Netflix Update No. 87: “Heartburn”

November 30, 2013

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Having just watched an Angelica Huston movie, we felt that logic dictated that we watch a Jack Nicholson movie; the first one we were willing to subject ourselves to was Heartburn, a 1986 film directed by Mike Nichols and based on Nora Ephron’s fictionalized account of her ill-fated marriage to Washington Post reporter Carl Bernstein. Nicholson plays a D.C. journalist named Mark Forman and Meryl Streep plays a food writer named Rachel Samstat. These two meet at party, do the “why don’t we go somewhere else” routine, stretch “somewhere else” to mean Forman’s bed, and get married. Even if you didn’t know Ephron’s story, you’d know in the first few minutes of this film where the relationship is headed.
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Mark seems to be an enthusiastic husband and, as nature takes its course, a doting father. The only stress on the marriage at first is the incompetence of the contractor the couple hired to renovate the wreck of a house they bought in D.C. But behind the scenes Mark is having friendly doings with an awkwardly tall Washington hostess, and this comes to light when Rachel is almost ready to give birth to their second child. Rachel reacts to the revelation by rushing back to her father’s home in New York, but she succumbs to Mark’s entreaty that she return to him. That turns out to be a bad decision. The messy outcome involves a key lime pie.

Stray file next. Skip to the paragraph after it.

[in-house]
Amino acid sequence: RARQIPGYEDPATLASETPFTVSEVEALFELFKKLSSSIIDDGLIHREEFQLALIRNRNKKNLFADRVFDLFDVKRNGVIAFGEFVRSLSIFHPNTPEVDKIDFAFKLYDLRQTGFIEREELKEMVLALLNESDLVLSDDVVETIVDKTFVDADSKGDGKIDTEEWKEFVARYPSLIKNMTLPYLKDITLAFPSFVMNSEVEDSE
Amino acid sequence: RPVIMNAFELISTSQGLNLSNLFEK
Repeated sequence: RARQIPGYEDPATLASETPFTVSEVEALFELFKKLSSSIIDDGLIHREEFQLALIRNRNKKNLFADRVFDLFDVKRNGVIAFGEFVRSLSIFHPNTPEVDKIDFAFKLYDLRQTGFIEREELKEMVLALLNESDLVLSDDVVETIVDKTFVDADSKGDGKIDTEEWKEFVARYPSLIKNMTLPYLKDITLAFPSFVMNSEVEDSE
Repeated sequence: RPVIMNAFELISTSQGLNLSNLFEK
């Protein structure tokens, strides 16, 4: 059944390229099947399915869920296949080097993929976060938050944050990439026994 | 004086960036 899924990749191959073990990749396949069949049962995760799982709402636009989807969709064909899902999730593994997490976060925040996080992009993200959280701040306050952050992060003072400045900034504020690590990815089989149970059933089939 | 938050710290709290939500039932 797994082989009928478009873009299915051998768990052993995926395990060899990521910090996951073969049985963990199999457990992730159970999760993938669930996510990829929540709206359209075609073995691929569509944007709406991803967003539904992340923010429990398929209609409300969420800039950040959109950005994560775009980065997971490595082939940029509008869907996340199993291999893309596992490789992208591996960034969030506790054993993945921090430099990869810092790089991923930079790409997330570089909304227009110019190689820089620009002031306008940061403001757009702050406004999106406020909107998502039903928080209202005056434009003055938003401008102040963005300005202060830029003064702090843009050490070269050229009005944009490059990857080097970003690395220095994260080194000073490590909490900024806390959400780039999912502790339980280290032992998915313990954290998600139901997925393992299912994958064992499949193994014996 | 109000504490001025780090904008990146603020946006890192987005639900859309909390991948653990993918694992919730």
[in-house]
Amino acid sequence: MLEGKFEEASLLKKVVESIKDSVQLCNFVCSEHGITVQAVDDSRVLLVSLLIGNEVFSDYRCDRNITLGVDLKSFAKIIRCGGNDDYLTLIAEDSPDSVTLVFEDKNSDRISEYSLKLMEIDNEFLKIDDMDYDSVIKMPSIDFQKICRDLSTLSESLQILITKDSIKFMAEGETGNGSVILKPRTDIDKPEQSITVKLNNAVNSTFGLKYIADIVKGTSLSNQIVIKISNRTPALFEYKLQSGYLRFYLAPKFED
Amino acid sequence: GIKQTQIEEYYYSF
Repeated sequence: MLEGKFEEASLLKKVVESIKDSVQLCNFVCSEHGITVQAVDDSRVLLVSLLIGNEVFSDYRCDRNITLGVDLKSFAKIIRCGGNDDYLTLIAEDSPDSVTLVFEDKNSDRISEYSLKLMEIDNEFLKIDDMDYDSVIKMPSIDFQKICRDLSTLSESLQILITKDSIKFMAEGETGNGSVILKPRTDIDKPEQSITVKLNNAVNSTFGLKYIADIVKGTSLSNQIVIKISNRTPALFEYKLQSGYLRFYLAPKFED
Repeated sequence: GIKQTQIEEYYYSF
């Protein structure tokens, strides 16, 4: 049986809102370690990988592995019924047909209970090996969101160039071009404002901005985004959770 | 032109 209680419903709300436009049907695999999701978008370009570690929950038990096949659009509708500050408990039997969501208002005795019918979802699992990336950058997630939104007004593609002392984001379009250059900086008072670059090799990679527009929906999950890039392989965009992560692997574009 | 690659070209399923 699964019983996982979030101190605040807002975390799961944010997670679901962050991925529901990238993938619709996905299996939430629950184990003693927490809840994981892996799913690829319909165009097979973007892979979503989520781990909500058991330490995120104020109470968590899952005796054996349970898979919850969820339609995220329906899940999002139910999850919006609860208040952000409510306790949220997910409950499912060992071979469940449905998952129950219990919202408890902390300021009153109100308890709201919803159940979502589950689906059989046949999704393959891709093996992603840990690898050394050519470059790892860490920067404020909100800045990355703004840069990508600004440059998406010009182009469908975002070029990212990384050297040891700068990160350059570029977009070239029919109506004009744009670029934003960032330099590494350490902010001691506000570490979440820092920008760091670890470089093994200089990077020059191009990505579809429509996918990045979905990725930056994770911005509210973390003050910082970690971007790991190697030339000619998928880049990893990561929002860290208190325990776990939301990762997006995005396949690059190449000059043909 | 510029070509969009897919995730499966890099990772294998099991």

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I don’t know how literally this story reflects what went on between Ephron and Bernstein (he had an affair with the wife of the British ambassador to the United States) but it doesn’t make clear what either of these characters really wants out of life. Rachel’s decision to marry Mark — after mutual acquaintances urge her not to, and after she holds up the ceremony for hours while she has a panic attack — is hard to absorb, and Mark’s passionate insistence on remaining in a marriage that clearly cramps his style is no more understandable. One conclusion I came to: It is possible to grow tired of Meryl Streep and Jack Nicholson within 108 minutes. It is.

By the way, Heartburn marked the film debut of Kevin Spacey, who plays an armed robber who relieves Rachel of her wedding ring.  The cast also includes Maureen Stapleton, Richard Masur, Miloš Forman, and Stockard Channing.




One Response to “Netflix Update No. 87: “Heartburn””

  1. shoreacres Says:

    Believe it or not, I’ve found it possible to grow tired of Carl Bernstein and Nora Ephron a time or two, myself. And I didn’t even know about the wife of the British Ambassador.

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